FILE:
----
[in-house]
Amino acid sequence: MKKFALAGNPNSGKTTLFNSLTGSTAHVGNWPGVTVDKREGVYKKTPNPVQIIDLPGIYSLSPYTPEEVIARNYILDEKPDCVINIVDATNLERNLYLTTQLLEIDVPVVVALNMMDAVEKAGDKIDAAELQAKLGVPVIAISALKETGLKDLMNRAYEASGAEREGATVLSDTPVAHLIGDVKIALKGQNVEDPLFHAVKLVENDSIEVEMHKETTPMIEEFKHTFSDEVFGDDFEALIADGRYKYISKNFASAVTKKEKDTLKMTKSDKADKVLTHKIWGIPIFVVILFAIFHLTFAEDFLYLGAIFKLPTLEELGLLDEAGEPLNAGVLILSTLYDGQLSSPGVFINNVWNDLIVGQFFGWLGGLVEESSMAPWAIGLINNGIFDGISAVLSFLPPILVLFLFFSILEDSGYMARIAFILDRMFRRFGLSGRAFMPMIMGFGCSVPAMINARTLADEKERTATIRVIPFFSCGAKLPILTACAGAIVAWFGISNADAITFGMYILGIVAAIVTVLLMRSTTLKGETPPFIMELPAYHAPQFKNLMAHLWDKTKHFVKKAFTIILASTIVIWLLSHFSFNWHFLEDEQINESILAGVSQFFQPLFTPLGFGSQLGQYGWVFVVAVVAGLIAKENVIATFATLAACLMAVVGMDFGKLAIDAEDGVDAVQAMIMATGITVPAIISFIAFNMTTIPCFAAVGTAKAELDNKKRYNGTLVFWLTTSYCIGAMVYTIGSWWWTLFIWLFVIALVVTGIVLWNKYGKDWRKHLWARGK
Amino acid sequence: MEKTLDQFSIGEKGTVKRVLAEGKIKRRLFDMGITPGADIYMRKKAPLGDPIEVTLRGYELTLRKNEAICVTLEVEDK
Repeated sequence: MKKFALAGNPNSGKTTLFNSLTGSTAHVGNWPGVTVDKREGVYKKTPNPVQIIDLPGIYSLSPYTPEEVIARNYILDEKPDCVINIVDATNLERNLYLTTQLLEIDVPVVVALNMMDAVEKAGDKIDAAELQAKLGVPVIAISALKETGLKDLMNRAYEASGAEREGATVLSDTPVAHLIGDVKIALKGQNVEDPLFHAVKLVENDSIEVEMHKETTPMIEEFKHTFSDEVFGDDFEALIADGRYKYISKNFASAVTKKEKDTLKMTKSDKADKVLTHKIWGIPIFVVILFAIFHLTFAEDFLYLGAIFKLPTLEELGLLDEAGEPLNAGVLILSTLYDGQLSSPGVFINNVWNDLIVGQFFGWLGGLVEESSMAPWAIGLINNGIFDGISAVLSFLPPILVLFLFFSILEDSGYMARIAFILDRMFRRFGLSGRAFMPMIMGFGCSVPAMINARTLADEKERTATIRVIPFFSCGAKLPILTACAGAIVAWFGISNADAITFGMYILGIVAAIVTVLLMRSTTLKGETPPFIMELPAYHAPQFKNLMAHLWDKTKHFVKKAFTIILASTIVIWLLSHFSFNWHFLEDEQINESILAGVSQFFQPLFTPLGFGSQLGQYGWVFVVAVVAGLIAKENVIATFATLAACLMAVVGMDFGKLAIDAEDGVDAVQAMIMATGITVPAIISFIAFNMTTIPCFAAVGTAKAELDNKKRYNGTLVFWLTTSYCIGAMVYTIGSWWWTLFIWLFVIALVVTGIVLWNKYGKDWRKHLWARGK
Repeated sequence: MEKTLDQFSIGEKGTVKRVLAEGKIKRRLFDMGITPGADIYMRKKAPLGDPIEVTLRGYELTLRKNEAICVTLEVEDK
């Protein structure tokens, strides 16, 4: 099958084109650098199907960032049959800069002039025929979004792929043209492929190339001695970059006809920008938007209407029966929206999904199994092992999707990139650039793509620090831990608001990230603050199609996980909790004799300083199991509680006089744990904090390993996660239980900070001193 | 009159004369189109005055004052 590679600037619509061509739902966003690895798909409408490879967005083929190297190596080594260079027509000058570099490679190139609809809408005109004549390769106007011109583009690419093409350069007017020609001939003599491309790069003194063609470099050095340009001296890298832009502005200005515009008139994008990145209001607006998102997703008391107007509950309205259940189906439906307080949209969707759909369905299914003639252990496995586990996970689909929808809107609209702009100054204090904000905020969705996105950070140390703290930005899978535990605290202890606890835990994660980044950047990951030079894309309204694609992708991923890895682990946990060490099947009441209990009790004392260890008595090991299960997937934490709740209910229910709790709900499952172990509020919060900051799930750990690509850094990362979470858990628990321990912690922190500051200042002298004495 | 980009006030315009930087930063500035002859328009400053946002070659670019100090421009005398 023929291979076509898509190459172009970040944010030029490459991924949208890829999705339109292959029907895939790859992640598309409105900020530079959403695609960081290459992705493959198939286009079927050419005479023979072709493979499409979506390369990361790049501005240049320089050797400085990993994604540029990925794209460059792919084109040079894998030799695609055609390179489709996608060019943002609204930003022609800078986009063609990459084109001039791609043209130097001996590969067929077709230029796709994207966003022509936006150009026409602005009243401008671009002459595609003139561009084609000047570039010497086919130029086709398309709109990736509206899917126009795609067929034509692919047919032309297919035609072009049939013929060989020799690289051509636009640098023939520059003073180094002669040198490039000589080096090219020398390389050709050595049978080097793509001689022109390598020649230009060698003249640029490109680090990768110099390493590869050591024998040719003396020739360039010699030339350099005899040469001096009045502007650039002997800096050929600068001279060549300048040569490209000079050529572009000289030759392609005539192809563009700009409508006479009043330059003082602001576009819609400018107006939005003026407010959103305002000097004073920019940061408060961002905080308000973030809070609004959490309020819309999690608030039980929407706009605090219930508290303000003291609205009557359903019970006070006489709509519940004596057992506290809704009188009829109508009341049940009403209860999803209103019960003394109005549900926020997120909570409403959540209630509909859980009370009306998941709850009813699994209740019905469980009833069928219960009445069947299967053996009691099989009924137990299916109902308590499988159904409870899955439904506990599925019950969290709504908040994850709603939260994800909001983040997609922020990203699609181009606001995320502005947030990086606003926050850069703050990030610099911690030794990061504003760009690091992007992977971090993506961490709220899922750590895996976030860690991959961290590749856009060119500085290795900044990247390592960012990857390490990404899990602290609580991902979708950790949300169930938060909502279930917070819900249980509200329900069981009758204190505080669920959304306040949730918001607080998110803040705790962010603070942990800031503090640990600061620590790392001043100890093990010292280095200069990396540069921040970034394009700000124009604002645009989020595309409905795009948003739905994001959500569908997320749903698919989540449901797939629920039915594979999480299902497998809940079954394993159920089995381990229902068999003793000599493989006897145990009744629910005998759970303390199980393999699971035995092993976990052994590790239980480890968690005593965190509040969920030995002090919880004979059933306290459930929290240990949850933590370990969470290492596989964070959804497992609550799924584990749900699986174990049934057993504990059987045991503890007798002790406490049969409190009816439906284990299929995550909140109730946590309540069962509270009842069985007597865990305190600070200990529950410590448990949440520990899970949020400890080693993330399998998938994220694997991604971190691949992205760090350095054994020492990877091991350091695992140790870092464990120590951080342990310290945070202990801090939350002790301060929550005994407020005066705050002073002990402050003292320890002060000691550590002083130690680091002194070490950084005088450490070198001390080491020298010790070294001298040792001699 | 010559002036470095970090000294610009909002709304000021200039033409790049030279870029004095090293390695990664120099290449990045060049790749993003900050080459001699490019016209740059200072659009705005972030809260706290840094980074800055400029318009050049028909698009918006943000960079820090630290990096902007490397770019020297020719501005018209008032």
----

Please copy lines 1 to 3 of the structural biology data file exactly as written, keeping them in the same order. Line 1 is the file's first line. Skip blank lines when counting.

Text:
[in-house]
Amino acid sequence: MKKFALAGNPNSGKTTLFNSLTGSTAHVGNWPGVTVDKREGVYKKTPNPVQIIDLPGIYSLSPYTPEEVIARNYILDEKPDCVINIVDATNLERNLYLTTQLLEIDVPVVVALNMMDAVEKAGDKIDAAELQAKLGVPVIAISALKETGLKDLMNRAYEASGAEREGATVLSDTPVAHLIGDVKIALKGQNVEDPLFHAVKLVENDSIEVEMHKETTPMIEEFKHTFSDEVFGDDFEALIADGRYKYISKNFASAVTKKEKDTLKMTKSDKADKVLTHKIWGIPIFVVILFAIFHLTFAEDFLYLGAIFKLPTLEELGLLDEAGEPLNAGVLILSTLYDGQLSSPGVFINNVWNDLIVGQFFGWLGGLVEESSMAPWAIGLINNGIFDGISAVLSFLPPILVLFLFFSILEDSGYMARIAFILDRMFRRFGLSGRAFMPMIMGFGCSVPAMINARTLADEKERTATIRVIPFFSCGAKLPILTACAGAIVAWFGISNADAITFGMYILGIVAAIVTVLLMRSTTLKGETPPFIMELPAYHAPQFKNLMAHLWDKTKHFVKKAFTIILASTIVIWLLSHFSFNWHFLEDEQINESILAGVSQFFQPLFTPLGFGSQLGQYGWVFVVAVVAGLIAKENVIATFATLAACLMAVVGMDFGKLAIDAEDGVDAVQAMIMATGITVPAIISFIAFNMTTIPCFAAVGTAKAELDNKKRYNGTLVFWLTTSYCIGAMVYTIGSWWWTLFIWLFVIALVVTGIVLWNKYGKDWRKHLWARGK
Amino acid sequence: MEKTLDQFSIGEKGTVKRVLAEGKIKRRLFDMGITPGADIYMRKKAPLGDPIEVTLRGYELTLRKNEAICVTLEVEDK